Wan Chai Market
Don’t tell me how educated you are, tell me how much you traveled. --Mohammed.
Night photographs of the Wan Chai Market
This is a series of night photography I took with my Panasonic Lumix GF1 using a tilt-focus lens at the Wan Chai Market in Hong Kong, China, one of the most international and cosmopolitan cities in the world. Like many areas in Hong Kong, Wan Chai has a mix of modern and traditional. The market leans towards traditional. This street market is a typical place where the locals shop for a variety of household goods like china, clothing, and odds and ends. In addition, there're butcher shops, vegetable stalls, fruit stalls, and the like. The Wan Chai Market was constructed in 1937 and is located directly south of the Wanchai MTR station. Part of it is on Tai Yuen Street which is perpendicular to the Johnston Road along which the trams run in this part of Hong Kong Island. During japanese occupation, corpses were stored in the basement of the market. In 2007, the Urban Renewal Authority and the Development Bureau jointly announced that the facade and the front part of the historic market building will be preserved in the redevelopment project; the front part will be used as a shopping centre. A residential building will stand at the back of the market building. An excellent environment for street photography.
Some men go skimming over the years of existence to sink gently into a placid grave, ignorant of life to the last, without ever having been made to see all it may contain of perfidy, of violence, and of terror. -- Joseph Conrad.
When Sarah and I told people we were visiting Hong Kong, a special administrative region (SAR) of China, the advice we were given was to stay on the Island. Kowloon (on the mainland) is for tourists, we were told. Well, sort of. Like everywhere, it depends on where you go. We had the best dumpling soup on Man Yuen Street in Jordan where English was no where to be found, and, if Mong Kok is for tourists, then what to make of the new mall in Central on the Island? Although, that mall has the coolest Apple store I've seen. But skip the night markets in Kowloon. Those are for tourists in a very unappealing way, and Chungking Mansion no longer resembles the Hong Kong action flicks of the early 1990's. But definitely hit the Wan Chai Street Market on the Island.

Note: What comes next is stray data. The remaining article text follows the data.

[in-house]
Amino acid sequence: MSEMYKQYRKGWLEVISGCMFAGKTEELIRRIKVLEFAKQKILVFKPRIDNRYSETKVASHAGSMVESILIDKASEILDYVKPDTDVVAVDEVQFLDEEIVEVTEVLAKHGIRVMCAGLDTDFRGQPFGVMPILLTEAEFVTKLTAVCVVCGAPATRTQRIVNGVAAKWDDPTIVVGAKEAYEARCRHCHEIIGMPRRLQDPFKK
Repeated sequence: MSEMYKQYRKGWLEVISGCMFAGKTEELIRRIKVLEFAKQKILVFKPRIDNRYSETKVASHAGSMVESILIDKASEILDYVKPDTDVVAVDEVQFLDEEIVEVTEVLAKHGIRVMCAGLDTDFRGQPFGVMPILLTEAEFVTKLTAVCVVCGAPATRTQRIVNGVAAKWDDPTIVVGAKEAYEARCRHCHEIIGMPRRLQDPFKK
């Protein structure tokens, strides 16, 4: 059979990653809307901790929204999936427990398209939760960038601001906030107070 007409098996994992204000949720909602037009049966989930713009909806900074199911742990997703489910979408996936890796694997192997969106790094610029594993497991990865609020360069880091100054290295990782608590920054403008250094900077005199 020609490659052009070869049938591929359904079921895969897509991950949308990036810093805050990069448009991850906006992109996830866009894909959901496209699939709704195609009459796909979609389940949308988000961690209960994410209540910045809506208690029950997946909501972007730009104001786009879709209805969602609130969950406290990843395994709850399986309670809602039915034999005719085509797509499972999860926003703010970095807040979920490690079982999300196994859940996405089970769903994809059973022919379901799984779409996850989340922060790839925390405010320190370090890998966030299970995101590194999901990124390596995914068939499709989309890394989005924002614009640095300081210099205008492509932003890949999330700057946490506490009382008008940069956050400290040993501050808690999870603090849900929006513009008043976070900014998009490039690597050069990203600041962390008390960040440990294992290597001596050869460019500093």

Hong Kong was founded by Europeans, developed by Asians, governed by Chinese, designed and run by entrepreneurs, architects, economists, artists, and adventurers from the four corners of the world. As cliche as it sounds, Hong Kong is truly an exercise in contrasts. Not just economically but culturally and historically as well. Again, the Wan Chai Market is about as perfect as it gets for street photography.
Contrived photo shoots and intricately designed set-ups have never interested me, rather it is the uncertainty of street photography that continues to stimulate. The idea that I can leave the house one morning and come home at the end of the day with a photo that will be with me forever constantly drives and excites me. -- Jesse Marlow